A Place to Bury Strangers
Jul 03, 2012 Web Exclusive
The self-proclaimed loudest band in New York sure did run out of things to say by their third record. To be fair, Worship speaks through a tremendous instrumental palette, one that suits and occasionally upgrades the tradition of post-punk songscapes that birthed it. These riffs are durable, haunting portraits of a highly contemporary daymare that suggest some cinematic hybrid of Drive and Blade Runner—inspired stuff to say the least.
But unlike their forebears in, say, Joy Division, vocal delivery and lyrics are clearly not their strong points. In fact, the singing part of their songwriting is an afterthought so underdeveloped in relation to the quite fantastic music behind it that it's almost distracting. You've heard it all before—coy urban ennui hiding behind reverb and echo, unassertive and only serving to avoid the dreaded "instrumental" tag. While a handful of modern bands make effective use of vocals as a non-narrative "layer," others need to man up and decide whether they have anything to share verbally. A Place to Bury Strangers, for all their worthy talents, find themselves in the latter camp.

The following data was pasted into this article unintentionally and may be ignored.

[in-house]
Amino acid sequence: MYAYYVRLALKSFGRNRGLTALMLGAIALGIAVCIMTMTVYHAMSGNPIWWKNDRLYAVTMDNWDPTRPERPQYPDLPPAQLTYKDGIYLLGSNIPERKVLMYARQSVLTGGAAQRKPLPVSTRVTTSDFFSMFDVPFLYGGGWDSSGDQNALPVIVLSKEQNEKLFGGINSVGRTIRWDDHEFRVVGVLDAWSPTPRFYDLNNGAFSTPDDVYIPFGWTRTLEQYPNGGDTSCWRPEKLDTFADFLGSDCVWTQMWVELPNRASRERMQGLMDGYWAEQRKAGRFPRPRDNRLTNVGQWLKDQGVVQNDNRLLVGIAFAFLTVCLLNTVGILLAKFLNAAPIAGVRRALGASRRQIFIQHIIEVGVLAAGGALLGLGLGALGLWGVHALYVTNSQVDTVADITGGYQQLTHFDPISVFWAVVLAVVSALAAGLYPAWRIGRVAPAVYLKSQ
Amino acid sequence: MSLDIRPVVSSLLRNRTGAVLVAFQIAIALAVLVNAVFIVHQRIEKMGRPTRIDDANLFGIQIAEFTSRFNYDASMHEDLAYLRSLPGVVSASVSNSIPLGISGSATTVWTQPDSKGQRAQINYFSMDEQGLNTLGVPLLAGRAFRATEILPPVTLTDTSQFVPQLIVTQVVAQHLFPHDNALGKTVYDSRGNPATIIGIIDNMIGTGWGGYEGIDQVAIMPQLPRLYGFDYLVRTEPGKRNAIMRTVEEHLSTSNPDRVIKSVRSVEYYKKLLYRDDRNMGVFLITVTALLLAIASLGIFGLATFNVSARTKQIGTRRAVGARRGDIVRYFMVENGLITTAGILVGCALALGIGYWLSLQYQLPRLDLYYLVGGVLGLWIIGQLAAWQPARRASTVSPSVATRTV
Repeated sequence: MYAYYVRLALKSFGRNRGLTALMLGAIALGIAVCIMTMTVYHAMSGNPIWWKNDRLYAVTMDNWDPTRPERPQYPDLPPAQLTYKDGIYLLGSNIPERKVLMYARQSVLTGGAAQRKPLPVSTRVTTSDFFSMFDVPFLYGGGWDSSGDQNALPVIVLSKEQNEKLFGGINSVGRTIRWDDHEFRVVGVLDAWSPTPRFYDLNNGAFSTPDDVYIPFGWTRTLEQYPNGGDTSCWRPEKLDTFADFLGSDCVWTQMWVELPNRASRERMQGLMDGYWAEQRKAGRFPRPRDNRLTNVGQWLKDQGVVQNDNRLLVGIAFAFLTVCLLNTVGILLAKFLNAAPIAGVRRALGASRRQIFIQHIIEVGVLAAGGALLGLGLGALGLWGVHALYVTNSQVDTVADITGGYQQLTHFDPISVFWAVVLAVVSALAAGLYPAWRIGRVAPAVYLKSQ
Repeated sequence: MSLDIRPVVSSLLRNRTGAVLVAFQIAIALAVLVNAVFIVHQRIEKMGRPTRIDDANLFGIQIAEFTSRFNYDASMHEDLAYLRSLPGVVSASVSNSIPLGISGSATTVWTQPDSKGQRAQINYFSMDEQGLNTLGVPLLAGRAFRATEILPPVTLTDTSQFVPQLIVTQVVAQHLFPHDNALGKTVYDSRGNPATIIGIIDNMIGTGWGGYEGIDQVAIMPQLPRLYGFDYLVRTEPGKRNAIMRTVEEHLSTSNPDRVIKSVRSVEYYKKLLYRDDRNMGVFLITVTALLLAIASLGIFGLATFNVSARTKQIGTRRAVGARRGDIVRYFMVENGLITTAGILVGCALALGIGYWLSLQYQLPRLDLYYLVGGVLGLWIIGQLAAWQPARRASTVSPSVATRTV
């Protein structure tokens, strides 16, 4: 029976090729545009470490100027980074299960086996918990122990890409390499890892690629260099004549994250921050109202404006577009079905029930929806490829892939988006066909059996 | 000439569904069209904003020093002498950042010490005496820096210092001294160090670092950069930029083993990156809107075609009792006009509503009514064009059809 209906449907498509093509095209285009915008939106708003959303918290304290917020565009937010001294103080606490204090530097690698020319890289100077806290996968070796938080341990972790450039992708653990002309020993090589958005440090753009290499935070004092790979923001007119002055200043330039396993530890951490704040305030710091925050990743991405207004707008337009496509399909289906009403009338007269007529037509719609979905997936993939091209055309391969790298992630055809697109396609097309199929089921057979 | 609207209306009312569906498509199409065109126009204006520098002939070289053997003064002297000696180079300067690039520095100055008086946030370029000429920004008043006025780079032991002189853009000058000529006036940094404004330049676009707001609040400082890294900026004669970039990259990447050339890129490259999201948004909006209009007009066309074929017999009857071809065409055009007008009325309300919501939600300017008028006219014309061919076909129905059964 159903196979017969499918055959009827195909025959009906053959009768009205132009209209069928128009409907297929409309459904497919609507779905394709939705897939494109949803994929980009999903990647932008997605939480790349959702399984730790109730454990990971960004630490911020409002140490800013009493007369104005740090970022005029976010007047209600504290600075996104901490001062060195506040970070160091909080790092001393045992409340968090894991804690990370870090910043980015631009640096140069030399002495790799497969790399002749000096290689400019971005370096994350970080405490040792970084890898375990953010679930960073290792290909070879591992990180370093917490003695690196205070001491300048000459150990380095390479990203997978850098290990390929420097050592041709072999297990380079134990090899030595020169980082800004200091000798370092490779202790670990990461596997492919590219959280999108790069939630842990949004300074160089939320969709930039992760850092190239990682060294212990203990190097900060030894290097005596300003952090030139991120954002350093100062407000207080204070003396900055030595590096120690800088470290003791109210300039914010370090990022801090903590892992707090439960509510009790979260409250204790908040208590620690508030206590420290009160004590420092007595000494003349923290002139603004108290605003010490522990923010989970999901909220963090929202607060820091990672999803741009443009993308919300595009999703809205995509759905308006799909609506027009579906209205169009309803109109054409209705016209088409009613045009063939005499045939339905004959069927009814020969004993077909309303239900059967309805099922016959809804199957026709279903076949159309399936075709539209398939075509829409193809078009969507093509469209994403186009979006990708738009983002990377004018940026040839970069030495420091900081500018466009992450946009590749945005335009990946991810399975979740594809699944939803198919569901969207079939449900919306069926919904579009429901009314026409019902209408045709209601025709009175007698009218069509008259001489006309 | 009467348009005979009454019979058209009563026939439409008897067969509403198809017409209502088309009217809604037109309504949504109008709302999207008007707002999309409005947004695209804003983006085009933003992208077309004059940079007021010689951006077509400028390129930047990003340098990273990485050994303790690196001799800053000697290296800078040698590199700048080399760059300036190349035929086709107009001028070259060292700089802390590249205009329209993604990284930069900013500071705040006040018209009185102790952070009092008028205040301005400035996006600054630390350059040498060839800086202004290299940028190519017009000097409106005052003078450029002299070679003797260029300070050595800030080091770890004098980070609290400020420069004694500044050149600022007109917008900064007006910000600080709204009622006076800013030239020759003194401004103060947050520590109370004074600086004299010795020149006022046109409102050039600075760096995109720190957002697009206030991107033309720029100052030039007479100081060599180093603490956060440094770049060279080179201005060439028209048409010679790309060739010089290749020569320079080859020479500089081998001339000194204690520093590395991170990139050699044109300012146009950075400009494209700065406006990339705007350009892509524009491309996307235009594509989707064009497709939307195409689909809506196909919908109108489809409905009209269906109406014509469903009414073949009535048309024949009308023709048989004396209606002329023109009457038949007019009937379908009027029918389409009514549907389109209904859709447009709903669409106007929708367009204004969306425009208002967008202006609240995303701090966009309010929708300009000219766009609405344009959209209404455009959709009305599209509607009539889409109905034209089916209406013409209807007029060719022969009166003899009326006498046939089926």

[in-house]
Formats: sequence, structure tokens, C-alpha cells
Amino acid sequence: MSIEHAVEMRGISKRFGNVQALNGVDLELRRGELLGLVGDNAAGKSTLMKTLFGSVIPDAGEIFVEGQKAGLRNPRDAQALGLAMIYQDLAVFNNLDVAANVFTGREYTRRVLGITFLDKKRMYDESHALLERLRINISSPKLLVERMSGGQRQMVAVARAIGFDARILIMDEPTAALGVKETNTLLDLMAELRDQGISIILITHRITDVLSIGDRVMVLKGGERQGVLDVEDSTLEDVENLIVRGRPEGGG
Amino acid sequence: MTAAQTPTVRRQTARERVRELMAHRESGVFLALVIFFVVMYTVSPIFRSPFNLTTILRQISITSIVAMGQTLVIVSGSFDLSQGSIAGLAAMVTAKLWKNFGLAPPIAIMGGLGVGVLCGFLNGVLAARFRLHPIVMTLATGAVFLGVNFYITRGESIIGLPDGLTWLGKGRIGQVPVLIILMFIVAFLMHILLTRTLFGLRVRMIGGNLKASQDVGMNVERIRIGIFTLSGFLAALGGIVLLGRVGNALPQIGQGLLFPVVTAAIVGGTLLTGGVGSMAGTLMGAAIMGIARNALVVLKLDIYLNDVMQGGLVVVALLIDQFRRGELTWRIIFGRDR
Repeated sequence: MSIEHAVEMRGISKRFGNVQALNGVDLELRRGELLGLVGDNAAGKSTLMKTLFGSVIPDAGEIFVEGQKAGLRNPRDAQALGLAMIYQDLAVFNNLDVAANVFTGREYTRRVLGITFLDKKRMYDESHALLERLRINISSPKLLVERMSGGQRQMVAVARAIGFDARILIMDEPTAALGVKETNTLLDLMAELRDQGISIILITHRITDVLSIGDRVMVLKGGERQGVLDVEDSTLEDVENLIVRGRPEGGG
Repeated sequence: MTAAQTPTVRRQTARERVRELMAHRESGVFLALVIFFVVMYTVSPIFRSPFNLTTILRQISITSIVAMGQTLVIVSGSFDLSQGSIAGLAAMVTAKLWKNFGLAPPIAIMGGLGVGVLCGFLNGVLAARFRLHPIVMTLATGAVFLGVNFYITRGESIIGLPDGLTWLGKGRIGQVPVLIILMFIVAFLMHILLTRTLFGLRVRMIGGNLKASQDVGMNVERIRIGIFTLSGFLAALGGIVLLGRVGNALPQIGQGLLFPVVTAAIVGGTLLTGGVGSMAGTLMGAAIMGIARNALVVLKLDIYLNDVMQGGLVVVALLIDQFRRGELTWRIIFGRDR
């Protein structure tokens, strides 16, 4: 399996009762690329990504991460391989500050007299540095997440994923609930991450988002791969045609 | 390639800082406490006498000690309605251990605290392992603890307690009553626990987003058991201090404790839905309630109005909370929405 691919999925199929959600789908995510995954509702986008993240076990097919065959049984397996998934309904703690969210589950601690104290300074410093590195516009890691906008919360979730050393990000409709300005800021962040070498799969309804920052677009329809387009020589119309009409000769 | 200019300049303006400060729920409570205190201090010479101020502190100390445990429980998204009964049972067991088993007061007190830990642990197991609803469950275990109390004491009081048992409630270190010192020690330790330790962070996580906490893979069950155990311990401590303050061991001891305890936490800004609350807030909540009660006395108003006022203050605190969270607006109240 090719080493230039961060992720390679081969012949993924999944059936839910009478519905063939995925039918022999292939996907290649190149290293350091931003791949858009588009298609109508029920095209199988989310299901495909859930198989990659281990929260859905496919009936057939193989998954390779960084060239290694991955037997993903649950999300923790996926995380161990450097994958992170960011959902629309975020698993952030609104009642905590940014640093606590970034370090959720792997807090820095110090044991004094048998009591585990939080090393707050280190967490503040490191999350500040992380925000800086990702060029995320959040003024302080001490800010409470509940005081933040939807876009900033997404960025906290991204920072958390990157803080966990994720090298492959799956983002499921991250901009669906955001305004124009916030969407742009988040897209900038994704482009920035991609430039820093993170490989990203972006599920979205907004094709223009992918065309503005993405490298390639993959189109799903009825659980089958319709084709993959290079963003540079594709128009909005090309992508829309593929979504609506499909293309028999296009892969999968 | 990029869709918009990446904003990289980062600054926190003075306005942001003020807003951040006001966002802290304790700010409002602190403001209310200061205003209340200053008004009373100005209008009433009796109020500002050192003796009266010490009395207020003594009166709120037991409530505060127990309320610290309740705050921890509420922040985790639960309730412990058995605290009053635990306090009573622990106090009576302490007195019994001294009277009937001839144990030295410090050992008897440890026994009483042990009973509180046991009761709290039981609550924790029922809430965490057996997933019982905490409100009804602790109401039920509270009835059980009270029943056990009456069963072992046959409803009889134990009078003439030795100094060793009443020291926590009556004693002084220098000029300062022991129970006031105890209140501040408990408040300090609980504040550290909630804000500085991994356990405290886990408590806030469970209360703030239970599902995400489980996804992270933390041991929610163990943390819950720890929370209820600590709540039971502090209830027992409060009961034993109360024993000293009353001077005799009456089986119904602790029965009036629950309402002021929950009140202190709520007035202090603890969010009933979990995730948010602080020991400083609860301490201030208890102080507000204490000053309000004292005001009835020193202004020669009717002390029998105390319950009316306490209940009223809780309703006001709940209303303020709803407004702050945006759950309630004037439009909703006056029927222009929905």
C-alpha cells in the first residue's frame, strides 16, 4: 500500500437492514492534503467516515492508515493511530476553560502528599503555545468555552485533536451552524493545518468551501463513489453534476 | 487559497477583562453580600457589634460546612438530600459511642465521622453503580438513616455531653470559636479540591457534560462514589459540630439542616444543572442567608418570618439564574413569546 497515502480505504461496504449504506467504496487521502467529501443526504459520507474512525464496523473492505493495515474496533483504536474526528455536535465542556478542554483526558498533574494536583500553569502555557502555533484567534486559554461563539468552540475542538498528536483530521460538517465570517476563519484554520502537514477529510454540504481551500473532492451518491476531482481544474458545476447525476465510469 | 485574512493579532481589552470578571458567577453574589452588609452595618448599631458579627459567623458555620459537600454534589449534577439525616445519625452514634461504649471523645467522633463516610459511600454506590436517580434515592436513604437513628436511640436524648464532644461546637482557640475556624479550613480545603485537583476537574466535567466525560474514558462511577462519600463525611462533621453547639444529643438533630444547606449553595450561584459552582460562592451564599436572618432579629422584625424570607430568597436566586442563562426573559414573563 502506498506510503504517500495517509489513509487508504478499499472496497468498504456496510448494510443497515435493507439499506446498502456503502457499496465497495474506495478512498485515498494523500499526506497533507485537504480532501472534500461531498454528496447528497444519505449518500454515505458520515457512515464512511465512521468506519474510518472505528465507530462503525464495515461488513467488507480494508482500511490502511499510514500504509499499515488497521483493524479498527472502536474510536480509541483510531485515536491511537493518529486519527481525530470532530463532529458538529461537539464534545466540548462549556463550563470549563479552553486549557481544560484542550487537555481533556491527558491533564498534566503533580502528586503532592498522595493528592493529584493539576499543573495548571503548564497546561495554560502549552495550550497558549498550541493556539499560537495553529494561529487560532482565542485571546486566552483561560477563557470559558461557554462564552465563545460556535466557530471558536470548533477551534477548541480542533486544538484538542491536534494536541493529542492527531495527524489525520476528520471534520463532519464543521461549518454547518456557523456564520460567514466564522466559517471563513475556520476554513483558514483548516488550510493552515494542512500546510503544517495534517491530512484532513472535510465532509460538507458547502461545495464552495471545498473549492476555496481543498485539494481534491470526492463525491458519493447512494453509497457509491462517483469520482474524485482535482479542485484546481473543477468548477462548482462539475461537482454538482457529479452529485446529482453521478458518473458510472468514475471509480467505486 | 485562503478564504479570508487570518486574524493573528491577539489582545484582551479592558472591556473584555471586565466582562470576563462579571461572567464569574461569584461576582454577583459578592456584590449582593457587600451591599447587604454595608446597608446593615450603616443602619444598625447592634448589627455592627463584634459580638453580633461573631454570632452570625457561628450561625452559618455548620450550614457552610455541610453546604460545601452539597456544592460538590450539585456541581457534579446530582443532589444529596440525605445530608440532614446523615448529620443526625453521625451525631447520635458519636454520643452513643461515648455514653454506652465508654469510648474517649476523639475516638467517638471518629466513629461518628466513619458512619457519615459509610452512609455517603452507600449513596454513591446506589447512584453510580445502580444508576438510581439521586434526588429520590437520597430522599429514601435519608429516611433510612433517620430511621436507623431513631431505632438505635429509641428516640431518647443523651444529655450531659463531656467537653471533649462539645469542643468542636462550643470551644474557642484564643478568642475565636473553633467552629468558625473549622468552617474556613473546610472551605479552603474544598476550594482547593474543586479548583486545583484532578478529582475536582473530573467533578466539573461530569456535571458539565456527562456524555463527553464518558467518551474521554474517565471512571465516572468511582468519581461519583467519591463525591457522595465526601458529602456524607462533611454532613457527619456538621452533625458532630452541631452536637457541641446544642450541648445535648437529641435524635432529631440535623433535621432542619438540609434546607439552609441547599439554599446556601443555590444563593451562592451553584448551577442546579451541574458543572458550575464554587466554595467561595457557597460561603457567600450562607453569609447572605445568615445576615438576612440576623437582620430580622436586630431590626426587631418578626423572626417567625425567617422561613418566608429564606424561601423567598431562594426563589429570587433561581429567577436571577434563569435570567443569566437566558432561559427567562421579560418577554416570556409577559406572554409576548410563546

While Worship occasionally soars on its own beautiful anonymity, it misses the bar set by a line of charismatic frontmen who exposed themselves through compelling narratives. All the customized guitar pedals in Brooklyn can't compete with that kind of volume. (www.aptbs.tumblr.com)
Author rating: 5/10
Average reader rating: 8/10